Areth: The planet the story takes place on. Areth is an earth-like planet with one satellite; it revolves around a sun with several other planets in its system; Areth is the second planet out from the sun. Days are 23 hours long and the year is 364 days. There are three continents, southern and northern polar regions, and many islands.

Arden: Believed to be the creator of the universe. Mysterious deity who is waging an eternal war against his dark opposite, the Lord Ouroboros. Arden and Ouroboros came to Areth 1200 years ago, recruiting nations to fight their battles for them. It is believed by some that if Arden and Ouroboros fought each other openly, their battle would destroy the universe; they have need of flesh and blood champions. Before their arrival, these timeless deities were unknown to the peoples of Areth. The First War of Darkness ended in an uneasy truce. Ouroboros is stirring again; but Arden remains silent and unseen . . .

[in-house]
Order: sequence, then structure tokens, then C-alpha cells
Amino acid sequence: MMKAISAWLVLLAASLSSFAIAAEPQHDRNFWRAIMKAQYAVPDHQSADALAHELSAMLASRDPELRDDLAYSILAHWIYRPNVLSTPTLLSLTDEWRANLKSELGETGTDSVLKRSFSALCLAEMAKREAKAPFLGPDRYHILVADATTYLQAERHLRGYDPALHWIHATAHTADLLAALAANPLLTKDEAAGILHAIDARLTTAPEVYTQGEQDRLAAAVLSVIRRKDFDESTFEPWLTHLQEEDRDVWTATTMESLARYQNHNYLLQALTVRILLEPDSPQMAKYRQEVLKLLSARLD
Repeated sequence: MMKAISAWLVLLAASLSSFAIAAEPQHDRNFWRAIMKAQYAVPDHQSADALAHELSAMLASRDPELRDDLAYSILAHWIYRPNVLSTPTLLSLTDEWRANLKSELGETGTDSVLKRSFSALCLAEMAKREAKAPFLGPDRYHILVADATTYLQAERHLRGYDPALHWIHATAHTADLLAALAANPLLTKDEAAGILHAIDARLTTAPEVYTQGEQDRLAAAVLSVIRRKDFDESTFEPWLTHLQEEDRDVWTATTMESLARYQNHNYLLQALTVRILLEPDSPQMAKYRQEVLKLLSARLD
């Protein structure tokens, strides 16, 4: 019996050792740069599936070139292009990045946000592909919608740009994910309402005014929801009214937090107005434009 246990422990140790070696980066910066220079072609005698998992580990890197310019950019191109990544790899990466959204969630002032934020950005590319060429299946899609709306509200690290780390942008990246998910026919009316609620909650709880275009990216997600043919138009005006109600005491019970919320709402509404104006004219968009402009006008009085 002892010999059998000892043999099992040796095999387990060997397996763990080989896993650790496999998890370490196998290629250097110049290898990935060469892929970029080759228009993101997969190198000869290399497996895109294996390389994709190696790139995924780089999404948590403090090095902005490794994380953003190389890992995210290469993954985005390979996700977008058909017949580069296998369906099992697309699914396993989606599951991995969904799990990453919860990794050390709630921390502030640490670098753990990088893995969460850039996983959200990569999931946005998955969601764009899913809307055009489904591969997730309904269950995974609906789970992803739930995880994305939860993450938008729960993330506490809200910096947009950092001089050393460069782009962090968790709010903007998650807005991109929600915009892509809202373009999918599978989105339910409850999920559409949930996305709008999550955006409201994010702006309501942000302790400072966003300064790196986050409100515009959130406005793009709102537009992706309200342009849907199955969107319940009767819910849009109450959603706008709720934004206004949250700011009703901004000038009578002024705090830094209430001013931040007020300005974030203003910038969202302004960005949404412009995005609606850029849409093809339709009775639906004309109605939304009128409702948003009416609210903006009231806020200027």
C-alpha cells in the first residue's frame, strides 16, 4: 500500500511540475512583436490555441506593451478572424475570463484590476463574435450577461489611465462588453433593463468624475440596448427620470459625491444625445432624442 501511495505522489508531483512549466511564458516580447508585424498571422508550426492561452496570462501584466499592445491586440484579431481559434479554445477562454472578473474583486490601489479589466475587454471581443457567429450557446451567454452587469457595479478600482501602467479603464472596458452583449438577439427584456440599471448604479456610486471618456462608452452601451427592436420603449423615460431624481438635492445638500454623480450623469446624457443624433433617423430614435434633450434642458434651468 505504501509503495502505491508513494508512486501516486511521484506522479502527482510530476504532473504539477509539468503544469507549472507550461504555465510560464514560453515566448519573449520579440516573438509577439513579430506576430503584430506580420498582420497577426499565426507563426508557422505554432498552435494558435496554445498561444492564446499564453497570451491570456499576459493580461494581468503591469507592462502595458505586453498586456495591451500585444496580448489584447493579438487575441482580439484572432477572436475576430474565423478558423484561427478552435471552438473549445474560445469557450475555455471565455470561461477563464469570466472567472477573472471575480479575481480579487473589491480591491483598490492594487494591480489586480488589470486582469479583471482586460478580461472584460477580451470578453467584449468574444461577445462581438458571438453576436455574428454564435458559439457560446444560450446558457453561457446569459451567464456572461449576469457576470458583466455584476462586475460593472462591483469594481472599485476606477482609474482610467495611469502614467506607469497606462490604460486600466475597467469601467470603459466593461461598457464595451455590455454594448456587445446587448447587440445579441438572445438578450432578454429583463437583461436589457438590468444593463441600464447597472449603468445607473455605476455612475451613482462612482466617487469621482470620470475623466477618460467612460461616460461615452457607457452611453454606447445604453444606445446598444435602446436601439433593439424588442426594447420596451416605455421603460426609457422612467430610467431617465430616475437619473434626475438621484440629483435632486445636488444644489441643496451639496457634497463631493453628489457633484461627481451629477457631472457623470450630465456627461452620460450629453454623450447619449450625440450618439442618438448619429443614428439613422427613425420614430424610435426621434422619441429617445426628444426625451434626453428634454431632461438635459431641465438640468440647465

Carrot Field: This is an area enclosed by the Great Forest, about the size of Ireland, originally known as Lavaliar, where the Animal Folk migrated 1200 years before the novel begins. It is secluded from the outside world and Animals now view their pre-migration history as nothing more than myth and legend. Lavaliar is actually divided into two countries: Carrot Field and Vorland. Vorland, ruled by an aristocracy of Boar families, is sometimes the enemy of Carrot Field and the two nations have waged war against each other. Carrot Field has been at peace for several years; but under the leadership of its newly elected Prime Minister, it is facing threats from without and within. Wheels are turning; plots within plots are soon to be revealed . . .